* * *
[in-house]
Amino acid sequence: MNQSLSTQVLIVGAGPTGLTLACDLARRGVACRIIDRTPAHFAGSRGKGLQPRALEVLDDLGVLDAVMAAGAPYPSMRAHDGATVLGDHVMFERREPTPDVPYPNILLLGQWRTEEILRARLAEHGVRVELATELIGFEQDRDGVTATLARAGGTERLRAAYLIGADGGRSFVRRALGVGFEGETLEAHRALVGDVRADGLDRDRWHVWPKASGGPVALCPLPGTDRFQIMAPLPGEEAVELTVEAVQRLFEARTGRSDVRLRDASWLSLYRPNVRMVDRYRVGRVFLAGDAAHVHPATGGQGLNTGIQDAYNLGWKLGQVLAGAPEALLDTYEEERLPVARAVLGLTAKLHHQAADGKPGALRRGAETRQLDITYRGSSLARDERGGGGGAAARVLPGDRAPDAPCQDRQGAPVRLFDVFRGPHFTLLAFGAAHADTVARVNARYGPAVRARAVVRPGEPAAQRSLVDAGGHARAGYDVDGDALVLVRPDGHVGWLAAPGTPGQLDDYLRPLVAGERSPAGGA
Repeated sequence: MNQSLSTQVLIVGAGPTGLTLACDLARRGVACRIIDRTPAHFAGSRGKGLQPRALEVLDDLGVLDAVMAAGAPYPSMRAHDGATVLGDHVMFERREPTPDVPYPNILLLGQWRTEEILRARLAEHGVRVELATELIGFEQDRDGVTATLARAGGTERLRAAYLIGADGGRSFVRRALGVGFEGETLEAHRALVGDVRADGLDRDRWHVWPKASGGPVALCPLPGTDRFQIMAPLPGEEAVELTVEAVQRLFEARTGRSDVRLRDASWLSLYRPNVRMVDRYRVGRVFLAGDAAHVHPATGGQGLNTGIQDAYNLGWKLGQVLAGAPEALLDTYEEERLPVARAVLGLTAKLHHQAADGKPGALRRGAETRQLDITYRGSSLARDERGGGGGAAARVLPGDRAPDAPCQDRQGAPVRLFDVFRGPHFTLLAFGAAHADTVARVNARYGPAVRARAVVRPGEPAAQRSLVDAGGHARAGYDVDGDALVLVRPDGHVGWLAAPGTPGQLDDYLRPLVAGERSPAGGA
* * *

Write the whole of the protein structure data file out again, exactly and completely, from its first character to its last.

[in-house]
Amino acid sequence: MNQSLSTQVLIVGAGPTGLTLACDLARRGVACRIIDRTPAHFAGSRGKGLQPRALEVLDDLGVLDAVMAAGAPYPSMRAHDGATVLGDHVMFERREPTPDVPYPNILLLGQWRTEEILRARLAEHGVRVELATELIGFEQDRDGVTATLARAGGTERLRAAYLIGADGGRSFVRRALGVGFEGETLEAHRALVGDVRADGLDRDRWHVWPKASGGPVALCPLPGTDRFQIMAPLPGEEAVELTVEAVQRLFEARTGRSDVRLRDASWLSLYRPNVRMVDRYRVGRVFLAGDAAHVHPATGGQGLNTGIQDAYNLGWKLGQVLAGAPEALLDTYEEERLPVARAVLGLTAKLHHQAADGKPGALRRGAETRQLDITYRGSSLARDERGGGGGAAARVLPGDRAPDAPCQDRQGAPVRLFDVFRGPHFTLLAFGAAHADTVARVNARYGPAVRARAVVRPGEPAAQRSLVDAGGHARAGYDVDGDALVLVRPDGHVGWLAAPGTPGQLDDYLRPLVAGERSPAGGA
Repeated sequence: MNQSLSTQVLIVGAGPTGLTLACDLARRGVACRIIDRTPAHFAGSRGKGLQPRALEVLDDLGVLDAVMAAGAPYPSMRAHDGATVLGDHVMFERREPTPDVPYPNILLLGQWRTEEILRARLAEHGVRVELATELIGFEQDRDGVTATLARAGGTERLRAAYLIGADGGRSFVRRALGVGFEGETLEAHRALVGDVRADGLDRDRWHVWPKASGGPVALCPLPGTDRFQIMAPLPGEEAVELTVEAVQRLFEARTGRSDVRLRDASWLSLYRPNVRMVDRYRVGRVFLAGDAAHVHPATGGQGLNTGIQDAYNLGWKLGQVLAGAPEALLDTYEEERLPVARAVLGLTAKLHHQAADGKPGALRRGAETRQLDITYRGSSLARDERGGGGGAAARVLPGDRAPDAPCQDRQGAPVRLFDVFRGPHFTLLAFGAAHADTVARVNARYGPAVRARAVVRPGEPAAQRSLVDAGGHARAGYDVDGDALVLVRPDGHVGWLAAPGTPGQLDDYLRPLVAGERSPAGGA